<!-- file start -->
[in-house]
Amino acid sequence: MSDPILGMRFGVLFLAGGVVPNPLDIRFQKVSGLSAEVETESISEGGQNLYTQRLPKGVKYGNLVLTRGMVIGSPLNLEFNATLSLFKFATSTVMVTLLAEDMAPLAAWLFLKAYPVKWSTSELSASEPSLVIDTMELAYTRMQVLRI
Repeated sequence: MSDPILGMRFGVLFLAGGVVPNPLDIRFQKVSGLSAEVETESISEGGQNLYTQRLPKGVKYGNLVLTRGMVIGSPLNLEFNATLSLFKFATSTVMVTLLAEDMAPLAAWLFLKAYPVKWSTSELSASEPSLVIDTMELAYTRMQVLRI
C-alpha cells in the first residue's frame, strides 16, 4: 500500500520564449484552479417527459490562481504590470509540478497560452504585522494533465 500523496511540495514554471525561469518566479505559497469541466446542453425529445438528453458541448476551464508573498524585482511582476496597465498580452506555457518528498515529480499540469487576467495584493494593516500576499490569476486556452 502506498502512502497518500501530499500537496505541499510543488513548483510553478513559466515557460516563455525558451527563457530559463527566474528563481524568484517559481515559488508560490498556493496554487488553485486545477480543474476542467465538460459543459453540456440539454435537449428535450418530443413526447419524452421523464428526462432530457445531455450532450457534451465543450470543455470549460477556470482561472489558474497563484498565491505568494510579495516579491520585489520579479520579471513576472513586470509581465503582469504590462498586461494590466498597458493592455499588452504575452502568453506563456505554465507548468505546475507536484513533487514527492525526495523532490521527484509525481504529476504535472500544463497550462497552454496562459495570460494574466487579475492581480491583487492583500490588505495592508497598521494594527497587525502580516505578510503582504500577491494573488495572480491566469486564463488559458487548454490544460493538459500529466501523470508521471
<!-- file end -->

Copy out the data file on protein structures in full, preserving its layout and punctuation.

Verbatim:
[in-house]
Amino acid sequence: MSDPILGMRFGVLFLAGGVVPNPLDIRFQKVSGLSAEVETESISEGGQNLYTQRLPKGVKYGNLVLTRGMVIGSPLNLEFNATLSLFKFATSTVMVTLLAEDMAPLAAWLFLKAYPVKWSTSELSASEPSLVIDTMELAYTRMQVLRI
Repeated sequence: MSDPILGMRFGVLFLAGGVVPNPLDIRFQKVSGLSAEVETESISEGGQNLYTQRLPKGVKYGNLVLTRGMVIGSPLNLEFNATLSLFKFATSTVMVTLLAEDMAPLAAWLFLKAYPVKWSTSELSASEPSLVIDTMELAYTRMQVLRI
C-alpha cells in the first residue's frame, strides 16, 4: 500500500520564449484552479417527459490562481504590470509540478497560452504585522494533465 500523496511540495514554471525561469518566479505559497469541466446542453425529445438528453458541448476551464508573498524585482511582476496597465498580452506555457518528498515529480499540469487576467495584493494593516500576499490569476486556452 502506498502512502497518500501530499500537496505541499510543488513548483510553478513559466515557460516563455525558451527563457530559463527566474528563481524568484517559481515559488508560490498556493496554487488553485486545477480543474476542467465538460459543459453540456440539454435537449428535450418530443413526447419524452421523464428526462432530457445531455450532450457534451465543450470543455470549460477556470482561472489558474497563484498565491505568494510579495516579491520585489520579479520579471513576472513586470509581465503582469504590462498586461494590466498597458493592455499588452504575452502568453506563456505554465507548468505546475507536484513533487514527492525526495523532490521527484509525481504529476504535472500544463497550462497552454496562459495570460494574466487579475492581480491583487492583500490588505495592508497598521494594527497587525502580516505578510503582504500577491494573488495572480491566469486564463488559458487548454490544460493538459500529466501523470508521471